Historical Background: Anatoliy V. Lunacharsky, the Cultured Commissar
It is almost axiomatic that the history of Russian music is constituted by the conflict of ideas from within and without, the influence from abroad and the reaction to that influence. Much of the nineteenth century, especially its later years, was taken up by the battle between ideas: the forces of conservatism and Western thought, epitomized by Anton and Nicholas Rubinstein, against the formation of a new nationalistic Russian school of composition vigorously promoted by the "Mighty Five" led by Mily Balakirev . By the end of the century, a synthesis had taken place: the educational and professional reforms of the Rubinstein brothers were firmly in place, as were the reputations of composers like Modeste Moussorgsky, Aleksandr Borodin, and Nikolai Rimsky-Korsakov.
Russian composers were generally leftist in their politics. They welcomed the 1917 revolution (though not necessarily the Bolsheviks, who were largely an unknown quantity), and were outraged at the massacre that occurred during the abortive 1905 revolution. They were, as a group, patriotic, and saw the people and folk music as a rich source of their inspiration. Few, of course, were totally resistant to Western thought, and quite a number subscribed to the dictum of "art for art's sake." The "World of Art" group, for example, existed from 1899 to 1922. Thus, the seeds for dissention were sown very early, and were to have tragic consequences during the first years of the October Revolution.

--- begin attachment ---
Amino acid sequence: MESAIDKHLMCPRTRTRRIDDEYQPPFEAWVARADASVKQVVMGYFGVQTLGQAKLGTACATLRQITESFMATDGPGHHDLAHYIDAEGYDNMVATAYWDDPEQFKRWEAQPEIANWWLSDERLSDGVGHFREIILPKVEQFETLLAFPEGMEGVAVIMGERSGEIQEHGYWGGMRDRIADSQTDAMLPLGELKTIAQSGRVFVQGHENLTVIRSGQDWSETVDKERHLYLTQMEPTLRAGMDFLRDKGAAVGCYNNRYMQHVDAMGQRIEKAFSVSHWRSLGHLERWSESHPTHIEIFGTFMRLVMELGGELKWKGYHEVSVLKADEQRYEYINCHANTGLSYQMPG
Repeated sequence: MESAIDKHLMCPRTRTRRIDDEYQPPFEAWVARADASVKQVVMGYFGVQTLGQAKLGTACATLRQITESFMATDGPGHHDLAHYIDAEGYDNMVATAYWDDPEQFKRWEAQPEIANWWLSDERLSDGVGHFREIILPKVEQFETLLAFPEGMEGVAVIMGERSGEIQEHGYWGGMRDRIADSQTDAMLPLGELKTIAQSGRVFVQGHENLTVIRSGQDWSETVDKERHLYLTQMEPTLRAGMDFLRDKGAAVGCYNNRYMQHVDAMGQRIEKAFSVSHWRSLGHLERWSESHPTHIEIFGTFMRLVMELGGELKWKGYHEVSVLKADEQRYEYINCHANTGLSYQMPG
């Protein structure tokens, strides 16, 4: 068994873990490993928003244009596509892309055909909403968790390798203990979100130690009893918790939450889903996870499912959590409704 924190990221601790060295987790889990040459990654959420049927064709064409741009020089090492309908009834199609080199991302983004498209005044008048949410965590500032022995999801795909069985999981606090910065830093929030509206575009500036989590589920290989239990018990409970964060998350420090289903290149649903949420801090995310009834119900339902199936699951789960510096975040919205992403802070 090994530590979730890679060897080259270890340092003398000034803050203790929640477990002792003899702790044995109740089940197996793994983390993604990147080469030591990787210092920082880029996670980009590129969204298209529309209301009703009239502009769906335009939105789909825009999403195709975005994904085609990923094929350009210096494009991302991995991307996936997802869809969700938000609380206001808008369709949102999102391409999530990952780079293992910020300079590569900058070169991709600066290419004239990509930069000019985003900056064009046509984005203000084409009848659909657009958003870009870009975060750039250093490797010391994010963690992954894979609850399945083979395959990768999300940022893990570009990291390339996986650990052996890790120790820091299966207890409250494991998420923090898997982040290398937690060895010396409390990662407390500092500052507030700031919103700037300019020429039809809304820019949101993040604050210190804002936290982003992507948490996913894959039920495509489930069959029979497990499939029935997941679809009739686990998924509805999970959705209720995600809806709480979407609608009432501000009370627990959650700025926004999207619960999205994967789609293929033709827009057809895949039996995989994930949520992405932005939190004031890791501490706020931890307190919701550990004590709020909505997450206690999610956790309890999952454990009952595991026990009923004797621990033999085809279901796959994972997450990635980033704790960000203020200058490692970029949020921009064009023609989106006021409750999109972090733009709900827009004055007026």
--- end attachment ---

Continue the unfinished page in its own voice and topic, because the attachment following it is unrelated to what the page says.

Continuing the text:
On the other hand, the authorities, whether Tsarist or Soviet, well understood the power of art and artists, and exercised censorship with whatever rationalization was currently feasible. They did not hesitate to repress and exile artists, and in this respect there was little difference between the two regimes. Eventually, however, the Soviet rule far outstripped its predecessor in its viciousness. Like the Tsarists, they knew that the intelligentsia harbored freethinkers, but they were willing to go to undreamed of lengths to repress such thought. In the end, the fact that most composers may have welcomed the change of revolution made little difference.
Lenin appointed the first Commissar for Public Education on October 26, 1917. The appointee's name was Anatoliy Vasilievich Lunacharsky. Lunacharsky was an extraordinary man, in many ways the single-handed architect of this whole period of musical creativity. Born in Poltava on November 11, 1875, his cultural interests